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Plural gTLDs to be banned over confusion concerns

Kevin Murphy, July 10, 2018, Domain Policy

Singular and plural versions of the same word are likely to be banned as coexisting gTLDs in future.

The ICANN community working group looking at rules for subsequent application rounds reckons having both versions of the same word online — something that is happening with more than 30 gTLDs currently — leads to “consumer confusion” and should not be permitted.

It’s one of the surprisingly few firm recommendations in the Initial Report on the New gTLD Subsequent Procedures Policy Development Process, which says:

If there is an application for the singular version of a word and an application for a plural version of the same word in the same language during the same application window, these applications would be placed in a contention set, because they are confusingly similar. An application for a single/plural variation of an existing TLD would not be permitted.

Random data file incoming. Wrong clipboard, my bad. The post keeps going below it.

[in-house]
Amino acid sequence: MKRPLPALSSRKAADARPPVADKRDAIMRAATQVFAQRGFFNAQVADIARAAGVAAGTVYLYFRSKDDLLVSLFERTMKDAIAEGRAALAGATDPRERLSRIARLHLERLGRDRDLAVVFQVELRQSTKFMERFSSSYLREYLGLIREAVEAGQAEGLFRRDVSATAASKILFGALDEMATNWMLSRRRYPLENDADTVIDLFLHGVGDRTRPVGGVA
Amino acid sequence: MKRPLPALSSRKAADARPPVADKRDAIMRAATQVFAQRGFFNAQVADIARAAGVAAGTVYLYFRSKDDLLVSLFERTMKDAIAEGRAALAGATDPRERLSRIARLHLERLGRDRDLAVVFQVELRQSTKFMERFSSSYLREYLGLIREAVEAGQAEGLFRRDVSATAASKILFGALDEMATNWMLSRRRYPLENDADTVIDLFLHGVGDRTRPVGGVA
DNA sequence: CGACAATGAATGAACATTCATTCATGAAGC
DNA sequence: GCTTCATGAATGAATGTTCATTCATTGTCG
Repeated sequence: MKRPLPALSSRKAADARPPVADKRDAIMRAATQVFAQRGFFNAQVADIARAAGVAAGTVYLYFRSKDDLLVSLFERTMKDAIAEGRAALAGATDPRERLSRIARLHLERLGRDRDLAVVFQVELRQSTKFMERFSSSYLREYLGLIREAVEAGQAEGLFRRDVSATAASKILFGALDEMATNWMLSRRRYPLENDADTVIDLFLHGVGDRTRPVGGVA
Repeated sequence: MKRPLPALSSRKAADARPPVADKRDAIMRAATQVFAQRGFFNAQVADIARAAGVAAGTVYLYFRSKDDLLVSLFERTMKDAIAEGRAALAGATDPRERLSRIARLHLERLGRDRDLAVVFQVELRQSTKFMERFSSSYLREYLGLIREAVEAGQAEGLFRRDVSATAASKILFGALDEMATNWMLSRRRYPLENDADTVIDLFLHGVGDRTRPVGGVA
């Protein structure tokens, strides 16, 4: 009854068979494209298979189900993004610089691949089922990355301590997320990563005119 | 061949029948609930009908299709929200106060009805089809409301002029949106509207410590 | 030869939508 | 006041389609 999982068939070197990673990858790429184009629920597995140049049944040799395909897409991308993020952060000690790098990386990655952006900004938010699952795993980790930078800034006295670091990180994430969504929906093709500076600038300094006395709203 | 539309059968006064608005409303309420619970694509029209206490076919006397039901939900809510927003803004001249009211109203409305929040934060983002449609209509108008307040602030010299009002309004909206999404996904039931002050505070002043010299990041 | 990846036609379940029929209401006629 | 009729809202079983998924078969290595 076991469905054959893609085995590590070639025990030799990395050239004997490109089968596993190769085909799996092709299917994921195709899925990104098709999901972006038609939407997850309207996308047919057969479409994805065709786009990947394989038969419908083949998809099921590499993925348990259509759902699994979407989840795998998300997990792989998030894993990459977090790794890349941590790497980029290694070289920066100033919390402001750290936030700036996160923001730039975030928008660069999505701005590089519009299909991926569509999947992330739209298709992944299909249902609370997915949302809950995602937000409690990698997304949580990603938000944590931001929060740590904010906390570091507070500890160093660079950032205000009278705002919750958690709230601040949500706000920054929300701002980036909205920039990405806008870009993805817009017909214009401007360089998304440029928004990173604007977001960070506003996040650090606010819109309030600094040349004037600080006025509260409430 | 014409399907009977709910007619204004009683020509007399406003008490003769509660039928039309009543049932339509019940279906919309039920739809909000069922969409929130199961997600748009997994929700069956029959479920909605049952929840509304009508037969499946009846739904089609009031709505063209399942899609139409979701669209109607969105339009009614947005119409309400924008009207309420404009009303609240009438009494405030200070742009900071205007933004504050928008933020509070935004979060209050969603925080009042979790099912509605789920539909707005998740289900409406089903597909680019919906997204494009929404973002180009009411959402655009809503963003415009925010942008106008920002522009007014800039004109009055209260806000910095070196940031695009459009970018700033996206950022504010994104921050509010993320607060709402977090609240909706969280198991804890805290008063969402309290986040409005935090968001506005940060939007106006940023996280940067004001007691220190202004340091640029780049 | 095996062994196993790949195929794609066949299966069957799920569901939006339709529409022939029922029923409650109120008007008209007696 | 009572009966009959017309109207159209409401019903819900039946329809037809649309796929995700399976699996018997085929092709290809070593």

It adds that the mere addition of an S should not be disqualifying; .news would not be considered the plural of .new, for example.

Interestingly, the recommendation is based on advice received from existing registries, many of which fought for singular/plural coexistence during the 2012 round and already operate many such string pairs.

According to my database, these are the 15 plural/singular English string pairs (there are more if you include other languages) currently live in the DNS root:

.careers/.career
.photo/.photos
.work/.works
.cruise/.cruises
.review/.reviews
.accountant/.accountants
.loan/.loans
.auto/.autos
.deal/.deals
.gift/.gifts
.fan/.fans
.market/.markets
.car/.cars
.coupon/.coupons
.game/.games

Some of them are being managed by the same registries; others by competitors.

It’s tempting to wonder whether the newfound consensus that these pairs are confusing represents an attempt by 2012-round registries to slam the door behind them, if for no other reason than to avoid chancers trying to extort money from them by applying for plural or singular versions of other strings they currently manage.

But at an ICANN policy level, the plurals issue was indeed a gaping hole in the 2012 round.

All such clashes were resolved by String Confusion Objections, but only if one of the applicants chose to file such an objection.

These rulings mostly came down on the side of coexistence, but sometimes did not — .kid, .pet and .web were among those placed in direct contention with plural equivalents following aberrant SCO decisions.